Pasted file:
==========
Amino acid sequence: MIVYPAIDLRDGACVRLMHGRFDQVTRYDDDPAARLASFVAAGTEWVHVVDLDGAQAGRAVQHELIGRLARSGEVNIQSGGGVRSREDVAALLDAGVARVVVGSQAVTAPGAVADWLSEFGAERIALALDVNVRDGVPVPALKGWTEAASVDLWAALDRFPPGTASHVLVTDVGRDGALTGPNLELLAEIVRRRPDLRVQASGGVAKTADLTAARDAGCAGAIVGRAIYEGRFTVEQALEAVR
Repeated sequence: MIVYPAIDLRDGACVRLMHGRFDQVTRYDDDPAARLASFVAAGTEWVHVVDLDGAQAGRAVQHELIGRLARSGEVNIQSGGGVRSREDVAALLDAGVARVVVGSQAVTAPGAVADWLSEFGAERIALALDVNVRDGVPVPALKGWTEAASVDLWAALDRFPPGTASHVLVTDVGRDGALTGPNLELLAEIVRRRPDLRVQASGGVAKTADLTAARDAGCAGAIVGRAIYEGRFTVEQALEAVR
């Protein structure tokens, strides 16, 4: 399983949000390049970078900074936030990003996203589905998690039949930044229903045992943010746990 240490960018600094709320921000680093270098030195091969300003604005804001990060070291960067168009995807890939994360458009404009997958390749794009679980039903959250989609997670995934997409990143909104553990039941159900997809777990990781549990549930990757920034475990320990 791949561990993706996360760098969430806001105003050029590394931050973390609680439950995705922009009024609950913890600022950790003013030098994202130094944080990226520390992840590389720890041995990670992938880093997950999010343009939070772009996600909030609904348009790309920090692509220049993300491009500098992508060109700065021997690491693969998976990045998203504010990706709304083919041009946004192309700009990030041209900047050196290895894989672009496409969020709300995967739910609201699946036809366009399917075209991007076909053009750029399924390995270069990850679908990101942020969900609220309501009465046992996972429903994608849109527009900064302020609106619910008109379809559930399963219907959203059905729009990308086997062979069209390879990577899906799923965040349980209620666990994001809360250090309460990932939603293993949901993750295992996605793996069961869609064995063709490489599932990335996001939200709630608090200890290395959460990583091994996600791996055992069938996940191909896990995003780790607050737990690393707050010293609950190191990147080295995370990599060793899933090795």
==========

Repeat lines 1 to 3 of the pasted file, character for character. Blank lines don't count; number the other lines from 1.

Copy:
Amino acid sequence: MIVYPAIDLRDGACVRLMHGRFDQVTRYDDDPAARLASFVAAGTEWVHVVDLDGAQAGRAVQHELIGRLARSGEVNIQSGGGVRSREDVAALLDAGVARVVVGSQAVTAPGAVADWLSEFGAERIALALDVNVRDGVPVPALKGWTEAASVDLWAALDRFPPGTASHVLVTDVGRDGALTGPNLELLAEIVRRRPDLRVQASGGVAKTADLTAARDAGCAGAIVGRAIYEGRFTVEQALEAVR
Repeated sequence: MIVYPAIDLRDGACVRLMHGRFDQVTRYDDDPAARLASFVAAGTEWVHVVDLDGAQAGRAVQHELIGRLARSGEVNIQSGGGVRSREDVAALLDAGVARVVVGSQAVTAPGAVADWLSEFGAERIALALDVNVRDGVPVPALKGWTEAASVDLWAALDRFPPGTASHVLVTDVGRDGALTGPNLELLAEIVRRRPDLRVQASGGVAKTADLTAARDAGCAGAIVGRAIYEGRFTVEQALEAVR
């Protein structure tokens, strides 16, 4: 399983949000390049970078900074936030990003996203589905998690039949930044229903045992943010746990 240490960018600094709320921000680093270098030195091969300003604005804001990060070291960067168009995807890939994360458009404009997958390749794009679980039903959250989609997670995934997409990143909104553990039941159900997809777990990781549990549930990757920034475990320990 791949561990993706996360760098969430806001105003050029590394931050973390609680439950995705922009009024609950913890600022950790003013030098994202130094944080990226520390992840590389720890041995990670992938880093997950999010343009939070772009996600909030609904348009790309920090692509220049993300491009500098992508060109700065021997690491693969998976990045998203504010990706709304083919041009946004192309700009990030041209900047050196290895894989672009496409969020709300995967739910609201699946036809366009399917075209991007076909053009750029399924390995270069990850679908990101942020969900609220309501009465046992996972429903994608849109527009900064302020609106619910008109379809559930399963219907959203059905729009990308086997062979069209390879990577899906799923965040349980209620666990994001809360250090309460990932939603293993949901993750295992996605793996069961869609064995063709490489599932990335996001939200709630608090200890290395959460990583091994996600791996055992069938996940191909896990995003780790607050737990690393707050010293609950190191990147080295995370990599060793899933090795």